The Paolo Pinna farm

by admin on 25/03/2010


Map reference

Photo gallery

Passing through Milis, we noticed the fruit market of the Pinna farm, and decided to have a look. At first, we saw the owner of the farm, Paolo Pinna, talking to some of his customers.

While Maria was presenting our project consisting of photographing the fruit farm and interviewing the owners. Paolo started filling a bag with oranges. Simultaneously, he told us that we had to return early in the evening and after having filled the bag, he handed smilingly the bag to Maria: big, delicious and juicy oranges…a real gift!

Having returned early in the evening, we met the father of Paolo, who willingly showed us their orange grove besides telling us the story of their plantation. Initially, the cultivation of citrus fruits was carried out next to the cultivation of vines. Some 30 years ago, the Pinna family started working with an orange grove which probably had been planted in the 1700s, while the original owner had started tending it in the early 1800s. Initially, they removed all the old trees together with any plant detritus, digging up and flattening the terrain, and introducing artificial irrigation called “moustache” because the water is sprayed out in opposite directions at the same time, one “moustache” for every tree. Presently, the orange grove has an extension of 22 hectares and has to be watered from May to September/October, depending on the dryness of the soil. Since citrus fruits are very sensitive to cold, it’s necessary to protect it against northerly winds. The Pinna family is using a natural windbreaker in order to protect their property. In fact, the orange grove is surrounded by a dense row of old bay trees. We were told that the bay tree has dense, evergreen foliage protecting even the young orange trees rather well, and it doesn’t extract lots of nutrients from the soil, leaving more nutrients for the orange trees.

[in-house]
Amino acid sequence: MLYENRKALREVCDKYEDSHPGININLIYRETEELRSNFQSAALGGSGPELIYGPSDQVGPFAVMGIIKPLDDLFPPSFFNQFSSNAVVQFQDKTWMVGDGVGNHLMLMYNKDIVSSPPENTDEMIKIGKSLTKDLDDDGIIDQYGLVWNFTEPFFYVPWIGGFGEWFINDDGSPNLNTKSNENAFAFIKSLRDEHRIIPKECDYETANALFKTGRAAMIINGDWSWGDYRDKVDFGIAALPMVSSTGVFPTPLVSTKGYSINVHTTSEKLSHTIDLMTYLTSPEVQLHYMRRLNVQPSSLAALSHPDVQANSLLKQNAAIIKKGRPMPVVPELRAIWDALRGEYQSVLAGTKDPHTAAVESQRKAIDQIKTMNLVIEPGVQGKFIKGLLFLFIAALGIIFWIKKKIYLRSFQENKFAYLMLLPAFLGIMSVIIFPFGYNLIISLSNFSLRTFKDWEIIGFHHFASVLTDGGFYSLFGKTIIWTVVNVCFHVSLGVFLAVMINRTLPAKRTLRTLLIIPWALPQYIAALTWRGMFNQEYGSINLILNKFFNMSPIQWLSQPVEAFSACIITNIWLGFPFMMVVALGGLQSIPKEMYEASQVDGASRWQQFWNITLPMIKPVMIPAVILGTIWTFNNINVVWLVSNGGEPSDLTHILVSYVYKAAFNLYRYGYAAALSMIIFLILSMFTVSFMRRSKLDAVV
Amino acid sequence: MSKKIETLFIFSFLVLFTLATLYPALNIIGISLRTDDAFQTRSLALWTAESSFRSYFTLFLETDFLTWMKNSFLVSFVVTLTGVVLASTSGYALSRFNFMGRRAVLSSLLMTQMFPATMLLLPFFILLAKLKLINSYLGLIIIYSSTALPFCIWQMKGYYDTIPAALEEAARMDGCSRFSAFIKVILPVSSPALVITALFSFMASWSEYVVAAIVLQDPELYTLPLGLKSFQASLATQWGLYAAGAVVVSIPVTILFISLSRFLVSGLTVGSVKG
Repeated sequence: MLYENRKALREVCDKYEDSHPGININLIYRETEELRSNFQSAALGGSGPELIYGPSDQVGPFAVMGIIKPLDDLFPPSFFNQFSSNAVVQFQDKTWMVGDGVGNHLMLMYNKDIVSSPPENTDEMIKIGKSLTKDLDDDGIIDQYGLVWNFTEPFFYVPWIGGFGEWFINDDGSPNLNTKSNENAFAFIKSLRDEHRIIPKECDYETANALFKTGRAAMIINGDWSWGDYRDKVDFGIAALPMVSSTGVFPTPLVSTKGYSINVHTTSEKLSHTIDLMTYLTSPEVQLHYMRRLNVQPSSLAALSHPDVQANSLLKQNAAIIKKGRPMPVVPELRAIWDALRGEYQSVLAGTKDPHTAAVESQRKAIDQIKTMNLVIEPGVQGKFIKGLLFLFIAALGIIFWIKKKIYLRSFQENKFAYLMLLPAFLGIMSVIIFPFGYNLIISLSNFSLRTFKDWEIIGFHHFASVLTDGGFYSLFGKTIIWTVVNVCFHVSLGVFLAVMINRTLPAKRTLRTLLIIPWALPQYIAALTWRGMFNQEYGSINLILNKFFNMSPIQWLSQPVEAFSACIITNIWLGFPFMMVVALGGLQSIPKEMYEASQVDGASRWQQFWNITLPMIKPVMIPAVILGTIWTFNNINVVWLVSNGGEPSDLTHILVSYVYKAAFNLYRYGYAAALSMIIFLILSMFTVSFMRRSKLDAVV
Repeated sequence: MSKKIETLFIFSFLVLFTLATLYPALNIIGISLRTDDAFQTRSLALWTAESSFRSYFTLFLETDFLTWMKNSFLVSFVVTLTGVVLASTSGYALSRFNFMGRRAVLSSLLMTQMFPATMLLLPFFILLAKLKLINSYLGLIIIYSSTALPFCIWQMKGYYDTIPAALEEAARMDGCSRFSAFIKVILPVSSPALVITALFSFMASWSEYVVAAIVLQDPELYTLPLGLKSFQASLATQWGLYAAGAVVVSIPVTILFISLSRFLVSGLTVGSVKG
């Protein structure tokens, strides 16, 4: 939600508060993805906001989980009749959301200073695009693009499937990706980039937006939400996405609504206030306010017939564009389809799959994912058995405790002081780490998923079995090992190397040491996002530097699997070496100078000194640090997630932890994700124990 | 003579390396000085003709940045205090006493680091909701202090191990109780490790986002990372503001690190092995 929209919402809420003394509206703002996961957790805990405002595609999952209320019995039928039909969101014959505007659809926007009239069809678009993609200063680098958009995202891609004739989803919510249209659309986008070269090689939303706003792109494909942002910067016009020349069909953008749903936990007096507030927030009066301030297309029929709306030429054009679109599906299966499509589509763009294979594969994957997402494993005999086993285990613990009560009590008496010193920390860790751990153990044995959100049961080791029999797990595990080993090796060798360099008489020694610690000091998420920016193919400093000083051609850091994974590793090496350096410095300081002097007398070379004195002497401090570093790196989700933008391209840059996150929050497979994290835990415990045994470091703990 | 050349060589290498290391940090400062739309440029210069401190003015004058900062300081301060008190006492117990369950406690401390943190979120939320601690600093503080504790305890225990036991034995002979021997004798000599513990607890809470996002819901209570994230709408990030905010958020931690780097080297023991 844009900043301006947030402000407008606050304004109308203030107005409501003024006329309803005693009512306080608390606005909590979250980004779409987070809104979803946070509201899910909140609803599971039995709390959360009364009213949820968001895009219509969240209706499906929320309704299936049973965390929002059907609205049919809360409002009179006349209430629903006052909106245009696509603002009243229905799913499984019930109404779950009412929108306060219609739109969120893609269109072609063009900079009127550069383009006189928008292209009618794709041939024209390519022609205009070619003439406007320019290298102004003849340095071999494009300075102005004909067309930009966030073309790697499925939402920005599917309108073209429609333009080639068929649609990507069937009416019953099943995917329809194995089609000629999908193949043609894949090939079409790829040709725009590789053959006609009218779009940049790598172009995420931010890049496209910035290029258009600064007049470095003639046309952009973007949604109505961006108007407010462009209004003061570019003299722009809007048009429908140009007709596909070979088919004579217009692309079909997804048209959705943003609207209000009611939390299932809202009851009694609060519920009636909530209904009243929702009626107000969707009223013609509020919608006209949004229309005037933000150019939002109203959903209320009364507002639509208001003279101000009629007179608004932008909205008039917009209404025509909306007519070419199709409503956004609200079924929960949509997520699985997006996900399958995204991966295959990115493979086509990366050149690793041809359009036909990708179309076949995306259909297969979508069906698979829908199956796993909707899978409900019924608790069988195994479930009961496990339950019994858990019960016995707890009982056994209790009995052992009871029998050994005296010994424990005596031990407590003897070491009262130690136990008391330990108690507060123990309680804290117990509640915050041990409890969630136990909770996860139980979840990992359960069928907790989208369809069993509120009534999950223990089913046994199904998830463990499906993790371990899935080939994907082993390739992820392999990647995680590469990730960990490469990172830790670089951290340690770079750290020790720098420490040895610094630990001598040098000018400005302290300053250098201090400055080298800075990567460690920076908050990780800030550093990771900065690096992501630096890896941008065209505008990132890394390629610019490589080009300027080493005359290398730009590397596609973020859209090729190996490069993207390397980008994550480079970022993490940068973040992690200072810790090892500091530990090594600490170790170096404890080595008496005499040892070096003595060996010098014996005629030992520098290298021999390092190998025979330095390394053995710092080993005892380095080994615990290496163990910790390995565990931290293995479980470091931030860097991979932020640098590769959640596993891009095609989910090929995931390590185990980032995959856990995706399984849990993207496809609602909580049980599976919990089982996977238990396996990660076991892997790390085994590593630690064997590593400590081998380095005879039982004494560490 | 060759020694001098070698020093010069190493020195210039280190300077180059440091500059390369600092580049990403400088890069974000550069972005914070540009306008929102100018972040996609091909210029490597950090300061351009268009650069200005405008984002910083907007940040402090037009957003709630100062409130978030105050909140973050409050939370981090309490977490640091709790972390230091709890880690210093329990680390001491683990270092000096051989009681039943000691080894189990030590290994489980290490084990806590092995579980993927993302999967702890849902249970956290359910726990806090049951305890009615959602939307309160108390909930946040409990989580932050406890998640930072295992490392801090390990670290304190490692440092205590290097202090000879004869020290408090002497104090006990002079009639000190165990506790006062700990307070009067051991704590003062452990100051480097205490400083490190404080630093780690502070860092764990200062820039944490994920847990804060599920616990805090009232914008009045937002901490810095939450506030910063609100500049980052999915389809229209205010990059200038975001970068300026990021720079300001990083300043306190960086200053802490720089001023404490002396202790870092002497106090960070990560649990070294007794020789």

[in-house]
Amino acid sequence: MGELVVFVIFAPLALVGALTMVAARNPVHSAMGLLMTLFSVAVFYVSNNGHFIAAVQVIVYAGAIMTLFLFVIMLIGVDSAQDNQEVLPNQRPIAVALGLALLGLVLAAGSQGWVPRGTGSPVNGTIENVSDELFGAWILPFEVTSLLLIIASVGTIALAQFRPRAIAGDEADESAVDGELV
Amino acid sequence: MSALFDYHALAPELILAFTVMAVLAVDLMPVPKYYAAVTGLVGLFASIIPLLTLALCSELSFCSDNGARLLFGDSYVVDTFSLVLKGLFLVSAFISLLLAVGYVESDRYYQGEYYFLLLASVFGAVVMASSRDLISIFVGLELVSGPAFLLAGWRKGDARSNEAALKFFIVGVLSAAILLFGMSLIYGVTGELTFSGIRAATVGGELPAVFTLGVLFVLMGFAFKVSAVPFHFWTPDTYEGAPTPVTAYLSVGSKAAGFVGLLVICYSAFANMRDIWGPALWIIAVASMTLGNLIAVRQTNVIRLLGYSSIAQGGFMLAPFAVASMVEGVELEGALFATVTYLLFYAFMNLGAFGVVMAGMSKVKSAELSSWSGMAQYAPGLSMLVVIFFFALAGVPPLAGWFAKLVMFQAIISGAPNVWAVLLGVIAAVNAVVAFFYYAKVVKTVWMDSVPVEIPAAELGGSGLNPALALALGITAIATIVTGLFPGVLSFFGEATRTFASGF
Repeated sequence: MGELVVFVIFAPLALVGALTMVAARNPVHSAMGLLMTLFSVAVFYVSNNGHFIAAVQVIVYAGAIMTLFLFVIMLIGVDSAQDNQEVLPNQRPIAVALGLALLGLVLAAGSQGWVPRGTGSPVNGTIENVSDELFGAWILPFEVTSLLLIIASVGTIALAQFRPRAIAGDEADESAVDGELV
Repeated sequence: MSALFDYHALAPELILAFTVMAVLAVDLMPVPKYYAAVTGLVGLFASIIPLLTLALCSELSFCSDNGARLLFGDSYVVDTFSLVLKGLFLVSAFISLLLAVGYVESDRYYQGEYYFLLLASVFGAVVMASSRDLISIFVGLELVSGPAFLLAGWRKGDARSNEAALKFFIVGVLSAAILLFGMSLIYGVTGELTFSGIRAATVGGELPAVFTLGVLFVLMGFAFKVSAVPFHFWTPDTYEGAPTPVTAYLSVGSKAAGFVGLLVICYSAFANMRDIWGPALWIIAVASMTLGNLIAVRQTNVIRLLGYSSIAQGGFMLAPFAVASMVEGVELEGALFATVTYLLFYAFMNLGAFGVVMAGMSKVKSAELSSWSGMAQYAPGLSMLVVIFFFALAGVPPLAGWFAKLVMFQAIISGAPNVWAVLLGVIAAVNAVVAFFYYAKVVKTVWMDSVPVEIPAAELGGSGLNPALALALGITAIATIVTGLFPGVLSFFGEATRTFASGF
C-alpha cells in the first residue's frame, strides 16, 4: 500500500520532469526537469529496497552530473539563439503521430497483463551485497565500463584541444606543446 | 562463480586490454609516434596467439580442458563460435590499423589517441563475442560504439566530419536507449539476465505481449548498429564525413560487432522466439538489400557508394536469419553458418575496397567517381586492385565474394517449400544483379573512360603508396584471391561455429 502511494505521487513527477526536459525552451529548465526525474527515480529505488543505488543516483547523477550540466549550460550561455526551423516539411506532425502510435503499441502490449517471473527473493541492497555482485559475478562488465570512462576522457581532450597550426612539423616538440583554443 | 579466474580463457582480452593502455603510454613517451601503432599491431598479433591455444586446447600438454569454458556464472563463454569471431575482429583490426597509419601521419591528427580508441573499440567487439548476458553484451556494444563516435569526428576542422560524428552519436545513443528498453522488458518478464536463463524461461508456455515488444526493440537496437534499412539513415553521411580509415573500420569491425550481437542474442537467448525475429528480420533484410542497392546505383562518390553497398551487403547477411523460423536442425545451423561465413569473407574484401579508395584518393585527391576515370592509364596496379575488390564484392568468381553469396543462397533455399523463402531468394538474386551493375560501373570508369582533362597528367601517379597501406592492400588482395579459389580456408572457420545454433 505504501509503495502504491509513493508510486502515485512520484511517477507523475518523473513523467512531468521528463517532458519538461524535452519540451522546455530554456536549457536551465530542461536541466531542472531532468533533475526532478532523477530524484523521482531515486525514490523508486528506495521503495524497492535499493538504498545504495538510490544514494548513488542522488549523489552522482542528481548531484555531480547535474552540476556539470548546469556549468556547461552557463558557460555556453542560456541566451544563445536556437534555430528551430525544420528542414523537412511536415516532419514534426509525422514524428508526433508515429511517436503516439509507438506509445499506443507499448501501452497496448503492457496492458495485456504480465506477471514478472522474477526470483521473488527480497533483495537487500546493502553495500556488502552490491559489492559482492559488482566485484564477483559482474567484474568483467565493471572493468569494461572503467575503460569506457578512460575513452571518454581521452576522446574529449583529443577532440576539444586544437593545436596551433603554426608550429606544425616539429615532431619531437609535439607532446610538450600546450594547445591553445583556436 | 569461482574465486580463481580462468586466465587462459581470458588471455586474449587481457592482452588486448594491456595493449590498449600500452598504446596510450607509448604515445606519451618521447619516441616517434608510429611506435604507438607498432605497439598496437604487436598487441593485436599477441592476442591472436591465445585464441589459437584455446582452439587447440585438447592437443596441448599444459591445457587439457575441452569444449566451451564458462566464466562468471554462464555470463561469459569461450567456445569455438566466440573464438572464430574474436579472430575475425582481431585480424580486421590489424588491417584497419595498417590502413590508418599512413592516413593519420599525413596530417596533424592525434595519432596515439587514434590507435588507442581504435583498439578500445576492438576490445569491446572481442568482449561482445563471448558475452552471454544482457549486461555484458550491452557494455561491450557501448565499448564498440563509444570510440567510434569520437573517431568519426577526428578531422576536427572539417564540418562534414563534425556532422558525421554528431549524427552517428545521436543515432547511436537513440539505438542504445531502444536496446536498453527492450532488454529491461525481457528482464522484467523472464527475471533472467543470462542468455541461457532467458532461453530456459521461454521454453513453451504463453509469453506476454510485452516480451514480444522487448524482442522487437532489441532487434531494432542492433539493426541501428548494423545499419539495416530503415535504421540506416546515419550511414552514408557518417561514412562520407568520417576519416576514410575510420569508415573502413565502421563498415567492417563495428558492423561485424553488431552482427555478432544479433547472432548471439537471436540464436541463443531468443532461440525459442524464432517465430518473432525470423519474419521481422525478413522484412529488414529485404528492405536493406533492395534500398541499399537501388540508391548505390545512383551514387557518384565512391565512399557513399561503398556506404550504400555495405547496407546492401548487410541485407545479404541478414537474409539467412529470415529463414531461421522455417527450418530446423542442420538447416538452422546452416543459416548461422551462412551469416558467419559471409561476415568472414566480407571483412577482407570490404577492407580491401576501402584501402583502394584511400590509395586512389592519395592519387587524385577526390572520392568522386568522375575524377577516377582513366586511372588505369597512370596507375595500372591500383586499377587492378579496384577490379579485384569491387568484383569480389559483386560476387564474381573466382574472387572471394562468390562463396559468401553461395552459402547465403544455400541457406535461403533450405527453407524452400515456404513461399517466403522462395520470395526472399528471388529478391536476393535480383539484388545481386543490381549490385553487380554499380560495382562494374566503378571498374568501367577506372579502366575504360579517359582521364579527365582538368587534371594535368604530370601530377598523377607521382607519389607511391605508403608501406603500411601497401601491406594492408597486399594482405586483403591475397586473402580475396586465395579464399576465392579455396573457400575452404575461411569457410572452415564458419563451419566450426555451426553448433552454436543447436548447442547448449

After having told us about the differences between the various types of oranges grown at the farm (Arrance Washington New, Townson, Novelline, etc.), we were also told about how they are tending the soil in order to have a thriving orange grove. They are practising a semi-organic way of cultivating the orange trees: besides using compost, they are also using a roller to cut weeds together with cutting to pieces branches and leaves lying on the ground after the trees have been pruned. In this way, nutrients which the plants have extracted from the soil, are returned to from which they came. In order to defend the orange trees against a parasite called cochineal, winged insects similar to ladybirds are introduced to the trees. Besides eating the cochineals, it also deposits eggs at the base of the stems of the leaves which is where the parasites usually stay.

Having stopped next to an orange tree in germination, we were able to see the difference between the fruit-bearing buds where the new leaves are enclosing the budding flowers, and the non-fruit-bearing buds which consisted of isolated buds with no leaves.We concluded our visit by tasting various types of mandarins with names like “Vana del Pirene” and “Tardivo di Ciaculli”. Mr. Pinna also kindly gave us a bag full of oranges.

All we could do in return was to thank Mr. Pinna and accept his generous gift, an expression of their culture of hospitality.

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